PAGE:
BARNSLEY documentarian Dave Cherry has developed a knack for unearthing those stories in danger of being lost to the history books.

His film on the Pogmoor air crash, in which a brave Australian pilot in the Second World War crashed his failing Whitley bomber to narrowly avoid nearby terraced houses in what is now Pogmoor Rec, raised hundreds for Barnsley Hospice last year.

And Dave’s latest project explores another tragic event from the early 20th century - albeit one which is tragic due to, Dave believes, an act of injustice rather than one of sacrifice.

On January 11, 1908, 16 children - aged four to nine - were killed in a crush on the staircase of Barnsley Public Hall.

There were several hundred youths in the hall that afternoon, as the World’s Animated Picture Company put on a special children’s matinee, and many of these had squeezed into a gallery on the hall’s upper floor.

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It was common at the time for seats, sold for a penny, to be taken by more than one child due to a combination of childhood enthusiasm and profit-chasing - but an attendant, seeing the gallery was packed, began to turn children back down the stairs.

Numerous possible contributing factors have been put forward for the incident - which also saw 40 injured children taken to Beckett Hospital - with the several flights of stairs making it impossible for the attendant to see those children continuing to rush up to the gallery and no other staff present.

Whether show organisers deliberately over-sold the event, and their bypassing of the usual payment desk at the bottom of the stairs in favour of taking pennies at the top, were also discussed at a public inquest held at Barnsley Town Hall only six days after the event - which Dave’s film openly questions.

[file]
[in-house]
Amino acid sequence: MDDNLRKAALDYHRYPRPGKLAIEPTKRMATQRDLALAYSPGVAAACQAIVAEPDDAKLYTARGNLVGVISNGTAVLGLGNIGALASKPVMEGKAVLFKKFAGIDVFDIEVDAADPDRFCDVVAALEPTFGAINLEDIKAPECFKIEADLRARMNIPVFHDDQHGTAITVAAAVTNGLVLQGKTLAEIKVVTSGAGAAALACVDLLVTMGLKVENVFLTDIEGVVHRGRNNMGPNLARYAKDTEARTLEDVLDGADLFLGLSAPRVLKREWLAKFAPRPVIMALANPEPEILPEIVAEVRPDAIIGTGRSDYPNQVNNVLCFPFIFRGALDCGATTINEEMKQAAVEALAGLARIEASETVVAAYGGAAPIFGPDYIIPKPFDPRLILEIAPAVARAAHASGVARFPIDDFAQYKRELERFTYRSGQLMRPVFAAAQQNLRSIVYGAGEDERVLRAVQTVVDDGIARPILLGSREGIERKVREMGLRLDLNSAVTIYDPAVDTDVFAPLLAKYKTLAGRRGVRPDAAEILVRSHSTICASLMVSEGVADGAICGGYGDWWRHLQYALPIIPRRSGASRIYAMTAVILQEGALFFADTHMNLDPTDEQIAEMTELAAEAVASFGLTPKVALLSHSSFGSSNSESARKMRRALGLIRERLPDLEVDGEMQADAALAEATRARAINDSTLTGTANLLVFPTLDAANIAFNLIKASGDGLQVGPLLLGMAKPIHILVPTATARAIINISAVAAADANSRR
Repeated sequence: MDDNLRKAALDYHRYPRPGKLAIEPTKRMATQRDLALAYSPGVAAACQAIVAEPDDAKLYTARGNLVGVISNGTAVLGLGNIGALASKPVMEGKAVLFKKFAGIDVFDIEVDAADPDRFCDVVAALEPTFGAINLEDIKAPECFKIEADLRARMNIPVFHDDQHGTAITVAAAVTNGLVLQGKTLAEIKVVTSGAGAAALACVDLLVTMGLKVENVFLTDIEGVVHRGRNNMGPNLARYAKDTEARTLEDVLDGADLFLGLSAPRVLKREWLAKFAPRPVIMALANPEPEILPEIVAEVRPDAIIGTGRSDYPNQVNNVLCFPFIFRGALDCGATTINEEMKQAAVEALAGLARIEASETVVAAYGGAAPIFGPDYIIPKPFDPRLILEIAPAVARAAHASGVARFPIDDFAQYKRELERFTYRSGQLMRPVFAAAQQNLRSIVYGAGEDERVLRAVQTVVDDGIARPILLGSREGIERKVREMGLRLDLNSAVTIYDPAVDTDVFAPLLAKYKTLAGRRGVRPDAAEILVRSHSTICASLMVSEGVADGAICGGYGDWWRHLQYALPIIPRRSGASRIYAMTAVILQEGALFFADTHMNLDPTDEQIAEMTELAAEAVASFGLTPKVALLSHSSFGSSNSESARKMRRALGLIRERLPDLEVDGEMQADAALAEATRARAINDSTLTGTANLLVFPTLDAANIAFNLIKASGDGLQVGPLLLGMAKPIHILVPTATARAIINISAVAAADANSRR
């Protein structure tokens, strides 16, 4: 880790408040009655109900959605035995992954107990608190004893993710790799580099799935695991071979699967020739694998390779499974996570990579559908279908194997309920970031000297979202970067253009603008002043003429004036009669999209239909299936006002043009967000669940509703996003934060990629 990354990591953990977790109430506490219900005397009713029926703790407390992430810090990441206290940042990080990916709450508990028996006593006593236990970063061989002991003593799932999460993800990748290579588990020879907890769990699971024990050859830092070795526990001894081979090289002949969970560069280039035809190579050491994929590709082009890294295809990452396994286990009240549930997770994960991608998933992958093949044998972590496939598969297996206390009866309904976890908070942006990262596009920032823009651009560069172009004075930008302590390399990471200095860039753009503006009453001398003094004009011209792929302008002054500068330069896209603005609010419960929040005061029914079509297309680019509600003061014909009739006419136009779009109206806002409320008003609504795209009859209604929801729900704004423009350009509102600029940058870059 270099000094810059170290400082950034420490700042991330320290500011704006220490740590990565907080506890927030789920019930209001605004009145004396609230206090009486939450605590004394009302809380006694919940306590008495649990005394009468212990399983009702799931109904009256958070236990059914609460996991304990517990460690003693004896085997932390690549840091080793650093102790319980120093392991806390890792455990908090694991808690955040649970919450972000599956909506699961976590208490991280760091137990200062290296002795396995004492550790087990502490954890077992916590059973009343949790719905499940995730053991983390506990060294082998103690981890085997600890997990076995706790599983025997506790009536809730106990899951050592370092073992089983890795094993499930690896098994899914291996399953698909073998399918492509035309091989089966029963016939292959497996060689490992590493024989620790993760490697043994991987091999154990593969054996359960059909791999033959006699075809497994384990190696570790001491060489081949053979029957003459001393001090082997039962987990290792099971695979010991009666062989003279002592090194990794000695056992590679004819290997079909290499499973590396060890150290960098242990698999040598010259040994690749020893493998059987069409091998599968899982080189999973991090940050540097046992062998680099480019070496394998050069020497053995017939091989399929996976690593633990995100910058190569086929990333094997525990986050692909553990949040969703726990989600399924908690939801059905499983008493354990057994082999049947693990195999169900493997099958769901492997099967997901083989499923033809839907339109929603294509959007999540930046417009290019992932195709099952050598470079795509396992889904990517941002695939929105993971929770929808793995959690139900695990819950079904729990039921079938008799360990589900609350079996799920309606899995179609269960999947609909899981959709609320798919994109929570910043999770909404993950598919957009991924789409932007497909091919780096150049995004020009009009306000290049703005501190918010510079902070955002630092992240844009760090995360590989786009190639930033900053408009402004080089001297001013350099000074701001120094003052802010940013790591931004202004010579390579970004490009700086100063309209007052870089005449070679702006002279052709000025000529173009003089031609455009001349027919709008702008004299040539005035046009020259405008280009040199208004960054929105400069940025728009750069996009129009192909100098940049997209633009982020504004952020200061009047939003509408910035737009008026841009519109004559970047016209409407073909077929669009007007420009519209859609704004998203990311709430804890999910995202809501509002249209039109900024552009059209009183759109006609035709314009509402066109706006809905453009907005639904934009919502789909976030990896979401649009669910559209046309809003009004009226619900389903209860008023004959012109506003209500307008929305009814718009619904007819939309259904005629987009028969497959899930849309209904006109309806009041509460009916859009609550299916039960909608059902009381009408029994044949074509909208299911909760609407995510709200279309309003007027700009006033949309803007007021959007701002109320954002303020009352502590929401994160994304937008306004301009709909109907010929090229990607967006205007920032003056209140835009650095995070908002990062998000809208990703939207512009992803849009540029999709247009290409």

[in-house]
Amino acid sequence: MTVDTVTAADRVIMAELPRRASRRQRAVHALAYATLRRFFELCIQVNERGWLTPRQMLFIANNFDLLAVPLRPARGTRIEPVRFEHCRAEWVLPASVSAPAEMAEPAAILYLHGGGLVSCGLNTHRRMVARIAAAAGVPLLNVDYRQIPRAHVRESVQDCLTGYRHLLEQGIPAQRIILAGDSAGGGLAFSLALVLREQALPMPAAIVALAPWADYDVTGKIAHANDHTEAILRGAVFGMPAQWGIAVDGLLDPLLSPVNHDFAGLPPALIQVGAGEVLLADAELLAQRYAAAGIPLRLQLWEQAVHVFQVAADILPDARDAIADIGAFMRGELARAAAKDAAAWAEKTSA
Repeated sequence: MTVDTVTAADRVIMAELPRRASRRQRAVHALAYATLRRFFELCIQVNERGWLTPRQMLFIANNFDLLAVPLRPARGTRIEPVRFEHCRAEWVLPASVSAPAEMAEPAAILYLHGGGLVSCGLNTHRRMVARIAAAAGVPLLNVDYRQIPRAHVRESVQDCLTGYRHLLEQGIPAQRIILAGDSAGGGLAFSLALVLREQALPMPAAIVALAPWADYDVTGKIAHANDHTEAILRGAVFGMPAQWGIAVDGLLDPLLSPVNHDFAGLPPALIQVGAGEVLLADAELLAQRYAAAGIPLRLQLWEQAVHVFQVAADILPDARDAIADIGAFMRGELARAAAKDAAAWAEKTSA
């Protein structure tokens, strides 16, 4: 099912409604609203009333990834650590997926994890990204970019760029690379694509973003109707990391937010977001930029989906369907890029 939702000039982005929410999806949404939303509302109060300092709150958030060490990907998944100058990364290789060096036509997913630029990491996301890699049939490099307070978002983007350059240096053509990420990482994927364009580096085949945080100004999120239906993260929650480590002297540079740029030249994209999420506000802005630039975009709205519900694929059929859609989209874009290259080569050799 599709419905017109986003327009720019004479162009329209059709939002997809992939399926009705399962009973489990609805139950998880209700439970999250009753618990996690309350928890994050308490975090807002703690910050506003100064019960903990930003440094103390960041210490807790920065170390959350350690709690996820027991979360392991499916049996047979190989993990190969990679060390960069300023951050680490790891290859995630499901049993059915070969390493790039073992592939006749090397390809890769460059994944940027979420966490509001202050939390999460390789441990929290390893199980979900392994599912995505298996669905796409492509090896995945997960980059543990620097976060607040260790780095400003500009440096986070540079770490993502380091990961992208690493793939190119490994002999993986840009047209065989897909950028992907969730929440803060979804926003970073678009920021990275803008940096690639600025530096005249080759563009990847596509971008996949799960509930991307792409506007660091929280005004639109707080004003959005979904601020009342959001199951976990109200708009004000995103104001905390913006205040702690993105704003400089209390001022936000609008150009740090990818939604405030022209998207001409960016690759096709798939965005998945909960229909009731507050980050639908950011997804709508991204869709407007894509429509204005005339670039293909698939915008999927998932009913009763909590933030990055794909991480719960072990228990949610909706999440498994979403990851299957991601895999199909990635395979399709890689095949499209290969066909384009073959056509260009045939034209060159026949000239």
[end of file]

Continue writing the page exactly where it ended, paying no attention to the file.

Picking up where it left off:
“My mate got hold of the minutes of the inquest,” he said.

“They held it in the town hall, and it was a complete whitewash.

“The incident happened on the Saturday, the children were buried Monday to Wednesday and then the inquest took place on Friday.

“They gave a verdict of negligence - not even criminal negligence. It should've been manslaughter. Today, it would've been.”

Dave’s film, the product of months of research with his friend John Timmis, includes a dramatisation of the inquest produced with the help of Barnsley College lecturer Donna Turner - who worked with Dave on his play ‘The Old Club Trip’ - and drama students.

The ‘Stairfoot Rarndabart’ singer had planned to film at The Civic, built on the former site of Barnsley Public Hall, and hoped to find the location of the original staircase - before the coronavirus outbreak postponed his plans.

Civic chief executive Helen Ball said: “We’re pretty sure the staircase and the door have been removed and probably some time ago. We have an idea of the possible location where they would have been based on photographs, but not much more.”

Dave added: “I've had everybody and their grandmother helping me, because everyone realises how important a story this is. The whole town is behind it.

It's a little piece of history that's sadly been shoved away.”